📄Russia puts restrictions on British diplomats: While the war in Ukraine has increased tensions between the UK and Russia, they still have some diplomatic ties. Under the Vienna Convention (which both Russia and the UK are part of), diplomats are given freedom of movement within a country or territory. But now Russia is putting limits on most of the UK’s diplomats working in the country, with the exception of the British ambassador and two other high-level diplomats. The restrictions still fall just within the requirements of the Vienna Convention.
🥵New heat wave in southern Europe: The world is apparently set to have its hottest July on record this year. For the past couple of weeks, large areas of Europe have been fighting the “Cerberus” heat wave, with Italy and Greece being major victims of the extreme heat. Now, a new heat wave is expected to hit Europe, even as Greece fights a series of wildfires brought on by the heat it’s already dealing with.
💻US$100 mil AI supercomputer deal: Tech startup Cerebras Systems is looking to challenge Nvidia’s AI-industry dominance with AI supercomputers. On Thursday, Cerebras announced it made a deal with UAE-based tech group G42 to supply it with one of three exisiting supercomputers for US$100 million.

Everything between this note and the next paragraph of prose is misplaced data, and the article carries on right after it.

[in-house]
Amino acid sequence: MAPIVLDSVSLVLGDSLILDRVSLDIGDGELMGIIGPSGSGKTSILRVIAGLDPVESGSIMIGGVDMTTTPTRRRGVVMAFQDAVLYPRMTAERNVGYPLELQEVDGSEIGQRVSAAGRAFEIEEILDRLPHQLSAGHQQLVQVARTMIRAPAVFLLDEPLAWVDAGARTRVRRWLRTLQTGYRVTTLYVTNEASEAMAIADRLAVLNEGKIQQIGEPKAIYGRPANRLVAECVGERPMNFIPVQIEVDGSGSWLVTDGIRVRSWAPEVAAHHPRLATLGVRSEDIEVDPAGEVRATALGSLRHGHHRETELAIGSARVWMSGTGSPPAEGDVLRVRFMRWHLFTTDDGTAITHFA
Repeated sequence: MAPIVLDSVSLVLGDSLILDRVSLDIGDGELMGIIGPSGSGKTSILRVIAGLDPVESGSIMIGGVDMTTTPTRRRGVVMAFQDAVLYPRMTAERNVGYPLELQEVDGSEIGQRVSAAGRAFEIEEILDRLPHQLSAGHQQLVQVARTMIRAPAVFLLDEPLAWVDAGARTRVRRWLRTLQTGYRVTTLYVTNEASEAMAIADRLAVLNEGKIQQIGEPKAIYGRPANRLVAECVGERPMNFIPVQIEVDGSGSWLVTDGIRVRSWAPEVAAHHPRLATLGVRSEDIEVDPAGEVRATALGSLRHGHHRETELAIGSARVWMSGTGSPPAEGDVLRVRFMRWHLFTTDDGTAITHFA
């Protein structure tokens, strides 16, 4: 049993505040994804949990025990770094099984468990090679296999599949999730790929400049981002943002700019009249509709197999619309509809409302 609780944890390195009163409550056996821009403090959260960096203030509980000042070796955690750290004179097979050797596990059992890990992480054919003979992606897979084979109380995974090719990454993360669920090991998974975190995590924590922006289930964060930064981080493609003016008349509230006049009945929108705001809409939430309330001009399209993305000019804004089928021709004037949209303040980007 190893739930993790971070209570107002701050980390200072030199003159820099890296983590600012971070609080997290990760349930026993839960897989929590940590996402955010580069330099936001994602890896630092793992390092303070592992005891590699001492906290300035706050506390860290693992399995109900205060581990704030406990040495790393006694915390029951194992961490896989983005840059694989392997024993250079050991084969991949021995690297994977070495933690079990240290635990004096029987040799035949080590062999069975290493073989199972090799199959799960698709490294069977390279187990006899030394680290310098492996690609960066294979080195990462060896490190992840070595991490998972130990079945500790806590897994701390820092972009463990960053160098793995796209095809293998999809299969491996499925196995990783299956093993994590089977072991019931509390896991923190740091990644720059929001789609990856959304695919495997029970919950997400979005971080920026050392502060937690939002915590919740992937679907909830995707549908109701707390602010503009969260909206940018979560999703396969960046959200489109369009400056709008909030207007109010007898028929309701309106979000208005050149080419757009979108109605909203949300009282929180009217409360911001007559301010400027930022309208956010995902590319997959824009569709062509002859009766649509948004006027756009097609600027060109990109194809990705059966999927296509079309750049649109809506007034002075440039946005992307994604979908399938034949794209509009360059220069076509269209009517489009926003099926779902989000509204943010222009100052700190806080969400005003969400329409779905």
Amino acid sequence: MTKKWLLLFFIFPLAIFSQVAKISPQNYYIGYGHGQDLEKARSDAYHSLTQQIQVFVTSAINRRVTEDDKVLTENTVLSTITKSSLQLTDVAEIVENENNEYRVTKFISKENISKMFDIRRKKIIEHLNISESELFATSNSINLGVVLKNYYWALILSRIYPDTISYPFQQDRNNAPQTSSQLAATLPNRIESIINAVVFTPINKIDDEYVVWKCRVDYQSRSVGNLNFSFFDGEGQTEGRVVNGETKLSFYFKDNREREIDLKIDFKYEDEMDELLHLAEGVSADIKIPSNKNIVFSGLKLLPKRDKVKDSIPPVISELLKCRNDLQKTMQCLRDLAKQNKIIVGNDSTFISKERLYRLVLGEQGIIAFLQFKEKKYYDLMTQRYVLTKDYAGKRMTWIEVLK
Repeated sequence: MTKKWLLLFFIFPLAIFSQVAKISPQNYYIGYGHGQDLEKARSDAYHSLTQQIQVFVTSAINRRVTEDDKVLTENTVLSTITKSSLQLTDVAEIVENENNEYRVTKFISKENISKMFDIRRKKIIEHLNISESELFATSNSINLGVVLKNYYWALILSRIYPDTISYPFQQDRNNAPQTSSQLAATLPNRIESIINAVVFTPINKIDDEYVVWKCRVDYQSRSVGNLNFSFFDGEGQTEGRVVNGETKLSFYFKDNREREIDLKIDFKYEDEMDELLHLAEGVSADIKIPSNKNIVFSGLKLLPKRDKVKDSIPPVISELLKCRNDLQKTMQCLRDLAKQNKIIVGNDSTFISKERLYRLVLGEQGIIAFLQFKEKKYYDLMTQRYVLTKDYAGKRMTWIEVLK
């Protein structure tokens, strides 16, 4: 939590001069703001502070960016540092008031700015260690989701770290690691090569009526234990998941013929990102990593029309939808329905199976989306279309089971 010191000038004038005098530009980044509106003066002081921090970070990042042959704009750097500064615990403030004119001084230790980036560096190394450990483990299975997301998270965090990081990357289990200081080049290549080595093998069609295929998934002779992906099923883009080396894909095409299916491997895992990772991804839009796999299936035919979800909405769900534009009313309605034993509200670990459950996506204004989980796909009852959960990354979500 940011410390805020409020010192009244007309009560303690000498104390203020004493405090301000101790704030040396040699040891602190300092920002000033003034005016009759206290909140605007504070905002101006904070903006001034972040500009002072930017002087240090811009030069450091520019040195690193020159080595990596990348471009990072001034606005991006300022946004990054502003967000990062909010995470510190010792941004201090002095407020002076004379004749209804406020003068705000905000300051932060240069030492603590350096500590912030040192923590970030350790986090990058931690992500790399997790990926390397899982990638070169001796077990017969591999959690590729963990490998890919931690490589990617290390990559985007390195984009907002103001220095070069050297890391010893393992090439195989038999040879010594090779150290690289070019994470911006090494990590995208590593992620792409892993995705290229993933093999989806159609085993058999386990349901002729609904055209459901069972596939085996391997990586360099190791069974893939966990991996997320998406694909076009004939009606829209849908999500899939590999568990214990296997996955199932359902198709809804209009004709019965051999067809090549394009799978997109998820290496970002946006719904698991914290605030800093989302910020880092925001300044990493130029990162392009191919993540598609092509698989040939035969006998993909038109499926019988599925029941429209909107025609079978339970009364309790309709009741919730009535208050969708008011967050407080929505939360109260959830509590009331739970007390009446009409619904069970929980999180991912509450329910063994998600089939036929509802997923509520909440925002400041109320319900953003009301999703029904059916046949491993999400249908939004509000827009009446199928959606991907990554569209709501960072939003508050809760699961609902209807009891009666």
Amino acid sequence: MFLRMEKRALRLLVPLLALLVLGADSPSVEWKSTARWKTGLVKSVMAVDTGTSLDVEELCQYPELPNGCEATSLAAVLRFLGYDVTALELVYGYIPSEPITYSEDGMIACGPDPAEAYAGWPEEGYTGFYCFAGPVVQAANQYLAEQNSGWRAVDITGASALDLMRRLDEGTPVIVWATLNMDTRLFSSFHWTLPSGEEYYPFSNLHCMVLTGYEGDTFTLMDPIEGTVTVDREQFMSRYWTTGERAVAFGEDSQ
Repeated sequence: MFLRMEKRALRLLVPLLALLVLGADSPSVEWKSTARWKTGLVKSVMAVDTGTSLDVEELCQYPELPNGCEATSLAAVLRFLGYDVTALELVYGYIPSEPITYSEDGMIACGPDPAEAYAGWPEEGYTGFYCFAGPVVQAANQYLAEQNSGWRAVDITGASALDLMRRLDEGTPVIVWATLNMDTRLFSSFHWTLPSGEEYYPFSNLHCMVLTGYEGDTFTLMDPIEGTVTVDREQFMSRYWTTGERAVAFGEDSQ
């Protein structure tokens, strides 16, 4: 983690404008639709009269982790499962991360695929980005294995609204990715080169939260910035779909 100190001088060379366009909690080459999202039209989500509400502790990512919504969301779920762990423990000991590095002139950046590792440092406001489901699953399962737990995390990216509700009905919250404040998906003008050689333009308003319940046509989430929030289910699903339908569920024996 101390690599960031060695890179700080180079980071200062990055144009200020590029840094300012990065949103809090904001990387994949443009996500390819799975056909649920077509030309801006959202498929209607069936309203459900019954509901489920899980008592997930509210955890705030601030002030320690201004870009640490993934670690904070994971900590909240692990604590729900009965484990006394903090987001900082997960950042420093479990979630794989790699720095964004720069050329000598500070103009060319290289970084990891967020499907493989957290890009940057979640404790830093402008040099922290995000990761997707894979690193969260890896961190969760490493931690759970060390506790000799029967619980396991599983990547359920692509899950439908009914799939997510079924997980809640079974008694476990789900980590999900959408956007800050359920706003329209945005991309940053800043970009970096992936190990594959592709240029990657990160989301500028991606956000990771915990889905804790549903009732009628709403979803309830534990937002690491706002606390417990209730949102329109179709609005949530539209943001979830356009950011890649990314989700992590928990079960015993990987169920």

🤑Skims worth US$4 billion: Founded by Kim Kardashian, Skims is now valued at over US$4 billion after its most recent round of funding, which brought in US$270 million. Skims started as an apparel brand designing and releasing shapewear, but the company has expanded beyond its initial scope. Considering uncertainty in the face of a global pandemic, many investors are impressed by the thriving success of the company. Its next steps include branching into men’s clothing and opening physical stores.
💸Blackstone milestone: Blackstone has become the first private equity firm to manage over US$1 trillion dollars in assets. Its CEO Stephen Schwarzman, who co-founded the New York-based firm in 1985 with just US$400,000 in start-up capital, made the announcement in an earnings call Thursday.